A great number of the instrumentalists I write about, and pianists in particular, tell of years of study, private lessons, music academies and conservatories, and the like. It’s not as often that I hear a pianist who has reached an extremely high level of proficiency with no formal training and being completely self-taught. However, Michele McLaughlin is one of them. From the age of 5 she was fascinated by the piano and remembers playing it for her class in show and tell. As Michele relates: “I’ve always had a musical ear, and could figure out any melody I heard.” While she tried taking lessons for what she characterizes as “a very brief moment in time,” she didn’t like it and didn’t continue with it. In a sense, you could say she was a student of Windham Hill solo piano recording artist George Winston – although she has never met him, so to speak.
Michele tells an interesting story about a life changing experience: “When I was 8, my parents took me to see George Winston in concert. We were right by the stage, on the left hand side, I could see his hands so clearly and closely and I was mesmerized. I remember thinking a wide-eyed “WOW!” After that I spent months learning how to play his songs by ear. I would put the CD in, listen to a few measures, and then plunk it out as best I could. Before long, I was playing entire George Winston tunes, and though I didn’t realize it at the time, I was also learning how to play. I just learned to play by listening to other musicians, and it wasn’t long before I was composing my own songs.”
While she was quite shy about her playing, in 2000 after being encouraged by her mom (Michele calls it “pestered,”) she recorded some of her compositions on a cassette tape and gave copies to friends and family for Christmas. The response was so overwhelming that Michele felt empowered to go for it and actually record a real album. Fast forward to 2015, and 15 albums later, Michele is now a well-recognized artist in the new age solo piano world. But beyond that, her music has received numerous awards, nominations, and accolades, as well as extensive radio airplay, chart success, critical acclaim, and album sales. In addition, Michele has become an in-demand performer who has shared the stage with many top solo piano artists such as Michael Dulin, David Nevue, Joseph Akins, Greg Maroney, and many more. She also runs her own in-home concert series in Salt Lake City, Utah.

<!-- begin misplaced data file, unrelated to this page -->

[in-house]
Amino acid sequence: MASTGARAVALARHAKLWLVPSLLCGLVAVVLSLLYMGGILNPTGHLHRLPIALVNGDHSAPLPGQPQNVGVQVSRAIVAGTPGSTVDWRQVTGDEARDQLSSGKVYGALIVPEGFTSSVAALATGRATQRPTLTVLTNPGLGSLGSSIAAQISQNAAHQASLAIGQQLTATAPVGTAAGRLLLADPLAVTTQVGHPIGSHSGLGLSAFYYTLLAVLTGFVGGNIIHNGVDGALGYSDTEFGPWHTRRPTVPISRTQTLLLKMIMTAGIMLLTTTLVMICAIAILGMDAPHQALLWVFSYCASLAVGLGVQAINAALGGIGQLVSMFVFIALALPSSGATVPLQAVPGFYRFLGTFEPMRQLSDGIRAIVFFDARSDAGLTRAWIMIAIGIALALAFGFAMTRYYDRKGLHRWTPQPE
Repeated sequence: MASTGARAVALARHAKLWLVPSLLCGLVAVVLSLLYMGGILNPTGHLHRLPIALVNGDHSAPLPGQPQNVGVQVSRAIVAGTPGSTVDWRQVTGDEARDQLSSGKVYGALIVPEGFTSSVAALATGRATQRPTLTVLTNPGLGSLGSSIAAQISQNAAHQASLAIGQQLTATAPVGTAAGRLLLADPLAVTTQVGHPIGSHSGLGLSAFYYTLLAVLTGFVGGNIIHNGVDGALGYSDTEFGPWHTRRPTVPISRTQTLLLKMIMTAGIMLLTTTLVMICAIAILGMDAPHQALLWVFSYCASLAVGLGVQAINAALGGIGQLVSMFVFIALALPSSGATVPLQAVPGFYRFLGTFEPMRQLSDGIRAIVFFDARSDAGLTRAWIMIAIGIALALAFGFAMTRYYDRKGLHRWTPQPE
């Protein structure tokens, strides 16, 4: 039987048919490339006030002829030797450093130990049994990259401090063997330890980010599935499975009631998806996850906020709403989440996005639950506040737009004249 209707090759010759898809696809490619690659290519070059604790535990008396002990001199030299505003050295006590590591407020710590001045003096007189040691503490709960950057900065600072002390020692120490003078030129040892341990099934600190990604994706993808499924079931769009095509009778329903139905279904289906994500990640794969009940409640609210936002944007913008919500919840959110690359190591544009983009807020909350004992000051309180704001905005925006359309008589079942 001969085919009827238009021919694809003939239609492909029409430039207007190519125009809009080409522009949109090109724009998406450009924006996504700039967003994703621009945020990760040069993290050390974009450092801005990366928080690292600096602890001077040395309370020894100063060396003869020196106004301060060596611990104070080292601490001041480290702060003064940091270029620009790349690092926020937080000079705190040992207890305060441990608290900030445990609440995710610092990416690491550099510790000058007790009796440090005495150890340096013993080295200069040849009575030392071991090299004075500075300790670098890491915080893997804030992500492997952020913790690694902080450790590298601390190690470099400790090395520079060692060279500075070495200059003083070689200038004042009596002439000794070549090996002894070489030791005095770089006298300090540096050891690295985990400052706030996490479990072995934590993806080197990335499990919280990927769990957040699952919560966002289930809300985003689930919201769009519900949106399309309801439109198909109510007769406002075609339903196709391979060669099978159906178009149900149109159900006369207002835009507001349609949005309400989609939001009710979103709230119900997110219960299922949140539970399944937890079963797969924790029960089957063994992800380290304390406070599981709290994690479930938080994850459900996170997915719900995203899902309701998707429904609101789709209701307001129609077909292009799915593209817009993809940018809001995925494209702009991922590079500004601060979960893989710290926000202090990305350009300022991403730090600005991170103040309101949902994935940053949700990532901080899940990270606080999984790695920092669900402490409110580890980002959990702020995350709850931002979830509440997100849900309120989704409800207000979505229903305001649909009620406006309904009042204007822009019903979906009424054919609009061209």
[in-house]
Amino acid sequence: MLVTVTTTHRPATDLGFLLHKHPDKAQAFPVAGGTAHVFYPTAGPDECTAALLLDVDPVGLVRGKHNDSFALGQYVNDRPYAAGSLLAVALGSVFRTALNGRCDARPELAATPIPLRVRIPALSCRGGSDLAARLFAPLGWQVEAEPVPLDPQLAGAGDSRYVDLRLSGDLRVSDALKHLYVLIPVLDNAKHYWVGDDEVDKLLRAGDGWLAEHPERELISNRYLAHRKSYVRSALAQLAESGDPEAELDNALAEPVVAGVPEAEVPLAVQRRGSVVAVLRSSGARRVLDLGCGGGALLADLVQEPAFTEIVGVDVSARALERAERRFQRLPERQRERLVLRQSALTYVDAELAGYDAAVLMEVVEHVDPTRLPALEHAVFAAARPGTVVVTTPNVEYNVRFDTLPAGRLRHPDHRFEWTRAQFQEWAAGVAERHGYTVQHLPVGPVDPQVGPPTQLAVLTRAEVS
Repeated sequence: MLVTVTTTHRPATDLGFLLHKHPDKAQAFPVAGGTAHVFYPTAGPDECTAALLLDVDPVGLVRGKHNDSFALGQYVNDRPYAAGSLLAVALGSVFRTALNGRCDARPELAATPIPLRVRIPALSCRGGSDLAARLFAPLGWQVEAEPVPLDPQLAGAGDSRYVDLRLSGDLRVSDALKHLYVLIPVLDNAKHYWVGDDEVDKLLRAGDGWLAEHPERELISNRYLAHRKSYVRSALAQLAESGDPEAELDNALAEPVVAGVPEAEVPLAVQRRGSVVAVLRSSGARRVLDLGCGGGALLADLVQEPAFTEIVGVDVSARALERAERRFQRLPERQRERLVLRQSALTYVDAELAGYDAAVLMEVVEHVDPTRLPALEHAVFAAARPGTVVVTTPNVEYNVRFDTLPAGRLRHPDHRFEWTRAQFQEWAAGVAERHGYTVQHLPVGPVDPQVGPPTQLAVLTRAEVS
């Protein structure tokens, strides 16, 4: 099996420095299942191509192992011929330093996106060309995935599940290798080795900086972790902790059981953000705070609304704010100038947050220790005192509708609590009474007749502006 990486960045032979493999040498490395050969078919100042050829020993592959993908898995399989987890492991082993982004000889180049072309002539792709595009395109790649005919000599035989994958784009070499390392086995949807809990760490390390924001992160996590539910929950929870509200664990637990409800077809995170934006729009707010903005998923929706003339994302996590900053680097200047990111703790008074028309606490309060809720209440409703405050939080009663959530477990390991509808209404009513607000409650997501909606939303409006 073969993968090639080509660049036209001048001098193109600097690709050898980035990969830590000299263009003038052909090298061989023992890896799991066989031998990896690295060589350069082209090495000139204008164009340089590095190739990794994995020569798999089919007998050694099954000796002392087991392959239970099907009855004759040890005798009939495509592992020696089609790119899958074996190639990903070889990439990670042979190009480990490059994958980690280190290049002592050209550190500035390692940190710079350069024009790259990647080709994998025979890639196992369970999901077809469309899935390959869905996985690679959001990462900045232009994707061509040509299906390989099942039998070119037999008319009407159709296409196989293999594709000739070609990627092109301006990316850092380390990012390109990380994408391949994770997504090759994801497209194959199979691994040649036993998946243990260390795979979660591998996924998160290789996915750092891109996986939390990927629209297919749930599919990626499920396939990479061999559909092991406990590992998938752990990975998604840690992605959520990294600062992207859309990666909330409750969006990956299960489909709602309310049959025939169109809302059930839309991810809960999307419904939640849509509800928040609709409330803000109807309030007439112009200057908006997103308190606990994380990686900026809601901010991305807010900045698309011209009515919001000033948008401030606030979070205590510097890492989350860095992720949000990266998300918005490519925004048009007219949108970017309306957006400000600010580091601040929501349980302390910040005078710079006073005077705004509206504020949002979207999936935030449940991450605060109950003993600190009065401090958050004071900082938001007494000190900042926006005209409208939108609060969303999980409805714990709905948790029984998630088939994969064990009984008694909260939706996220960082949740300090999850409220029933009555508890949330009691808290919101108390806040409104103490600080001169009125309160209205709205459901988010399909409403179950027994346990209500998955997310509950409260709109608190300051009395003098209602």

In an exclusive interview, I asked Michele about her creative process and source of inspiration. In her words: “I find so much inspiration in my daily experiences, or personal triumphs and setbacks I endure. I tend to write based on my emotional state at the time I’m writing, however I’m feeling in a particular moment, and the music that comes out of me during those times truly becomes my musical diary. My albums are usually theme based, all the music written around a 12-24 month period, and I tell a story of that time period with the music. Many of my songs are about places and things I’ve seen on my adventures around the world. Most of my inspiration comes from travel, things I experience, tragedies or hardships I endure, etc.” She goes on to say: “I am in a constant state of evolution and growth, and I’m always trying to improve my skills and stretch outside my comfort zone. I write the music because I love to play and write, but I share the music because I love making people happy with music.”